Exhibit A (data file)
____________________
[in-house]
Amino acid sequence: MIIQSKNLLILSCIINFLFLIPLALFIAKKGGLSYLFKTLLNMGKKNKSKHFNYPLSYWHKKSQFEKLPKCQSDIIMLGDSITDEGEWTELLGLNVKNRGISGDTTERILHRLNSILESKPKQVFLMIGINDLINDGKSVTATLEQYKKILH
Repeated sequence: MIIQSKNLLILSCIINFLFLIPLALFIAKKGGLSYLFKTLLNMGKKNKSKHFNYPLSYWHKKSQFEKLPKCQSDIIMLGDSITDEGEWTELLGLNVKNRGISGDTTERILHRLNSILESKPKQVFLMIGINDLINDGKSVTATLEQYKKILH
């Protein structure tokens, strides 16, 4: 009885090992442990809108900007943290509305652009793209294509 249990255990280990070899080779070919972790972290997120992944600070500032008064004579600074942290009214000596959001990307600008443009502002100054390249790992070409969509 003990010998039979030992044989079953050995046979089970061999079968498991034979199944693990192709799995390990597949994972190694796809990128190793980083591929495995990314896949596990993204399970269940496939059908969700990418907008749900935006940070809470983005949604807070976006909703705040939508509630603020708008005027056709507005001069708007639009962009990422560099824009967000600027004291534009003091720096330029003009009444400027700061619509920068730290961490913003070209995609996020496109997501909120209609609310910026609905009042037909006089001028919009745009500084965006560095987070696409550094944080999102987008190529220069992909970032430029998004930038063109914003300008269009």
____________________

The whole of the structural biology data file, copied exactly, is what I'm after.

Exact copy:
[in-house]
Amino acid sequence: MIIQSKNLLILSCIINFLFLIPLALFIAKKGGLSYLFKTLLNMGKKNKSKHFNYPLSYWHKKSQFEKLPKCQSDIIMLGDSITDEGEWTELLGLNVKNRGISGDTTERILHRLNSILESKPKQVFLMIGINDLINDGKSVTATLEQYKKILH
Repeated sequence: MIIQSKNLLILSCIINFLFLIPLALFIAKKGGLSYLFKTLLNMGKKNKSKHFNYPLSYWHKKSQFEKLPKCQSDIIMLGDSITDEGEWTELLGLNVKNRGISGDTTERILHRLNSILESKPKQVFLMIGINDLINDGKSVTATLEQYKKILH
């Protein structure tokens, strides 16, 4: 009885090992442990809108900007943290509305652009793209294509 249990255990280990070899080779070919972790972290997120992944600070500032008064004579600074942290009214000596959001990307600008443009502002100054390249790992070409969509 003990010998039979030992044989079953050995046979089970061999079968498991034979199944693990192709799995390990597949994972190694796809990128190793980083591929495995990314896949596990993204399970269940496939059908969700990418907008749900935006940070809470983005949604807070976006909703705040939508509630603020708008005027056709507005001069708007639009962009990422560099824009967000600027004291534009003091720096330029003009009444400027700061619509920068730290961490913003070209995609996020496109997501909120209609609310910026609905009042037909006089001028919009745009500084965006560095987070696409550094944080999102987008190529220069992909970032430029998004930038063109914003300008269009």